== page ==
Economy

World Bank faults Kenya’s ‘ad hoc’ disaster budgets

World bank

Signage of the World Bank logo. PHOTO | POOL

The World Bank has urged Kenya to review its budgeting for disaster and emergency management citing unsustainable ad hoc tweaks in the expenditure plans of ministries and State departments and agencies(MDAs) whenever such mishaps occurred.

The multilateral lender said the Covid-19 pandemic and floods encountered in the country in the 2019/20 financial year exposed deep weaknesses in the current trend where the State heavily relies on reallocating the budgets of MDAs to tackle disasters.

It said this slows the response to crises and derails the implementation of key programmes by the MDAs affected by the budget shifts.

“The financial year2019/20 revealed some weaknesses in the Kenyan ability to effectively finance a disaster response with poor contingency planning and an overreliance on reallocations,” the World Bank said.

Fund reallocations through supplementary budgets are currently the most common way of providing funding for disaster response activities in Kenya with a World Bank assessment of the financial records of four MDAs with a strong disaster risk management showing frequent budget adjustments of up to 68 percent of the total budget.

Official data shows that in the financial year 2019/20 alone, the Treasury reallocated approximately Sh50 billion from the budgets of the various MDAs towards disaster response compared to the initial total provision of Sh5 bilion for contingencies.

The funds were spread over three supplementary budgets, the last one being issued only days before the end of the fiscal year.

“Although reallocations per se are a normal instrument used for financing emergencies and although the level of reallocations might be expected given the size of the Covid-19 crisis, the Kenyan experience reveals delays and, in some instances, inaccurate predictions, which led to numerous corrections of estimates that affected crucial votes,” the World Bank said.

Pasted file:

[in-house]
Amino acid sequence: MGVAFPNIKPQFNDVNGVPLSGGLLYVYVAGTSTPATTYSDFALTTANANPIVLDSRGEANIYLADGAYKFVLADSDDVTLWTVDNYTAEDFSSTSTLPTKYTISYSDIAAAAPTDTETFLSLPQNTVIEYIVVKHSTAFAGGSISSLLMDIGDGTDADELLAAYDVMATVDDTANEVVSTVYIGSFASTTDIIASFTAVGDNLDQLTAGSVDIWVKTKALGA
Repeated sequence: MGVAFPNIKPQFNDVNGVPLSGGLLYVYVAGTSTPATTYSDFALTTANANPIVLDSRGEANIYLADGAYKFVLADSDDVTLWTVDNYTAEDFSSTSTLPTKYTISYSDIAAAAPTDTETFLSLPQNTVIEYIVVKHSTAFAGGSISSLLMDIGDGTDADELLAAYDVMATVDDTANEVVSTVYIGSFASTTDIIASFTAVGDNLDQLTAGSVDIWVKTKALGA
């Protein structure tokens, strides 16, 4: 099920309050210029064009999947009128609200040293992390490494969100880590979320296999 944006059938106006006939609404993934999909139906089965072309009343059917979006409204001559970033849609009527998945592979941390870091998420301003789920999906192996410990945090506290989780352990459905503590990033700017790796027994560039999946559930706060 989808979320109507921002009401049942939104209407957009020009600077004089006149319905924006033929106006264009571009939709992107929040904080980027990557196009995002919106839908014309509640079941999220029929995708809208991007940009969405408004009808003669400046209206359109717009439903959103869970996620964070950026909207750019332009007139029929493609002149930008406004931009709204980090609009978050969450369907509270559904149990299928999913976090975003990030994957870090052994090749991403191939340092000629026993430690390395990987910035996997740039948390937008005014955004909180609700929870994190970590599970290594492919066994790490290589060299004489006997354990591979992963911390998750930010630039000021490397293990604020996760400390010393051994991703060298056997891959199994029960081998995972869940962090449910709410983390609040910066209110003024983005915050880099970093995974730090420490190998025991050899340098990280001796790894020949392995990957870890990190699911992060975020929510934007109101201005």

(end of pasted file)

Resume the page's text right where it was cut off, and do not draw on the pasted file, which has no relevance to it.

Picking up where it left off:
The lender said steep budget reallocation undermines the MDAs’ ability to cover operational costs in moments when funds are most needed, as was the case during delayed payments to the Health Ministry during the Covid-19 pandemic.

“Historically, the Ministry of Health experiences the largest within-year changes to its budget, which is in part due to health shocks. However, even in normal years, the ministry’s recurrent budget is adjusted upward, suggesting challenges with budgetary foresting mechanisms” the World Bank said.

During the 2019/20 fiscal year, the bank pointed out, there was a considerable strain on the Health ministry when its budget underwent three adjustments across all the programs it overlooks. The second adjustment was formulated amid the Covid -19 outbreak and reduced the budget of the ministry.

“The period of reduced liquidity led to the postponement of some expenditures that were crucial for responding to the pandemic. Delays in payment of salaries and in providing personal protective equipment (PPE) to medical personnel had a detrimental impact on Kenya’s ability to promptly address requirements for resources arising from the pandemic and thus led to frustration and protests” the World Bank observed.

The multilateral lender recommends a radical review of Kenya’s budget planning for emergencies to forestall chaos at time when resources are running thin due to a depressed economy.

“As part of its preparedness, the Kenyan government should aim to reduce reallocations caused by poor planning and should use them for emergencies only,” it said.

“At the end of the financial year 2019/20, the level of public debt in Kenya continued to increase, while the economy was likely to continue to experience the consequences of the pandemic that undermine its fiscal base and the number of vulnerable households for the years to come. From this perspective, it will become both increasingly important and difficult for the government to address future shocks” the World Bank added.

The bank also recommends deeper involvement of counties in the disaster budget planning pointing out that the devolved units currently rely on transfers from the national government.

“Currently, the formula that is used for allocation does not include the risk exposure of county governments, and their ability to budget for contingencies remains low. It is therefore vital for strengthening financial resilience at the county level that the budgeting process, especially in countries with increased risk exposure such as the arid and semi-arid lands (ASALs), includes safeguards against shocks” the bank said.

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